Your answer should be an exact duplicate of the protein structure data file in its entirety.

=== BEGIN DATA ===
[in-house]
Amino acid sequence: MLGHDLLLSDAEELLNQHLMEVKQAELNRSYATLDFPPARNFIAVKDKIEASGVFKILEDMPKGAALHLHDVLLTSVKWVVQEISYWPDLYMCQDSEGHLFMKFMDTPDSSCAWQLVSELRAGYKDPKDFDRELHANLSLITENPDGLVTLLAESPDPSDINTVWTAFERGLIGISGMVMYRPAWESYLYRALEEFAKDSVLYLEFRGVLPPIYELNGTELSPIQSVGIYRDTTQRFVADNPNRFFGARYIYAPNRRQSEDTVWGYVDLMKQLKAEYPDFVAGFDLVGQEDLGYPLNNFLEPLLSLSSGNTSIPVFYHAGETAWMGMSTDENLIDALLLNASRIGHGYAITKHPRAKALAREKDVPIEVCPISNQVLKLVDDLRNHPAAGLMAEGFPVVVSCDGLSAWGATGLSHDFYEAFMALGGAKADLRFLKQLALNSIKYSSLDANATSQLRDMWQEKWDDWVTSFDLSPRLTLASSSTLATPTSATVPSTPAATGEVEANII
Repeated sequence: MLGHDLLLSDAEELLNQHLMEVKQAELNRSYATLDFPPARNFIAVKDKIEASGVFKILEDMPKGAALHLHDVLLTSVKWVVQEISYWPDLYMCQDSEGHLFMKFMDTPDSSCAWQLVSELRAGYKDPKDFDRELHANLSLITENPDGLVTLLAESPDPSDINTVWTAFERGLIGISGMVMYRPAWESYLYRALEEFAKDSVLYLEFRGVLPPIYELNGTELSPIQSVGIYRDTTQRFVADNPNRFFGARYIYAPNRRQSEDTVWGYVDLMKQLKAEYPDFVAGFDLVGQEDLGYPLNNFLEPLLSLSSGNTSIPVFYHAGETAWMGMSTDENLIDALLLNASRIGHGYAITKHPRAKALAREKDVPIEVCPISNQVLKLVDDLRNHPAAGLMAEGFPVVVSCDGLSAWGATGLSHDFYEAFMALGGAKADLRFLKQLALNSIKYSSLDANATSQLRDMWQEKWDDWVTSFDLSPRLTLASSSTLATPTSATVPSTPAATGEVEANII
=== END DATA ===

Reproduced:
[in-house]
Amino acid sequence: MLGHDLLLSDAEELLNQHLMEVKQAELNRSYATLDFPPARNFIAVKDKIEASGVFKILEDMPKGAALHLHDVLLTSVKWVVQEISYWPDLYMCQDSEGHLFMKFMDTPDSSCAWQLVSELRAGYKDPKDFDRELHANLSLITENPDGLVTLLAESPDPSDINTVWTAFERGLIGISGMVMYRPAWESYLYRALEEFAKDSVLYLEFRGVLPPIYELNGTELSPIQSVGIYRDTTQRFVADNPNRFFGARYIYAPNRRQSEDTVWGYVDLMKQLKAEYPDFVAGFDLVGQEDLGYPLNNFLEPLLSLSSGNTSIPVFYHAGETAWMGMSTDENLIDALLLNASRIGHGYAITKHPRAKALAREKDVPIEVCPISNQVLKLVDDLRNHPAAGLMAEGFPVVVSCDGLSAWGATGLSHDFYEAFMALGGAKADLRFLKQLALNSIKYSSLDANATSQLRDMWQEKWDDWVTSFDLSPRLTLASSSTLATPTSATVPSTPAATGEVEANII
Repeated sequence: MLGHDLLLSDAEELLNQHLMEVKQAELNRSYATLDFPPARNFIAVKDKIEASGVFKILEDMPKGAALHLHDVLLTSVKWVVQEISYWPDLYMCQDSEGHLFMKFMDTPDSSCAWQLVSELRAGYKDPKDFDRELHANLSLITENPDGLVTLLAESPDPSDINTVWTAFERGLIGISGMVMYRPAWESYLYRALEEFAKDSVLYLEFRGVLPPIYELNGTELSPIQSVGIYRDTTQRFVADNPNRFFGARYIYAPNRRQSEDTVWGYVDLMKQLKAEYPDFVAGFDLVGQEDLGYPLNNFLEPLLSLSSGNTSIPVFYHAGETAWMGMSTDENLIDALLLNASRIGHGYAITKHPRAKALAREKDVPIEVCPISNQVLKLVDDLRNHPAAGLMAEGFPVVVSCDGLSAWGATGLSHDFYEAFMALGGAKADLRFLKQLALNSIKYSSLDANATSQLRDMWQEKWDDWVTSFDLSPRLTLASSSTLATPTSATVPSTPAATGEVEANII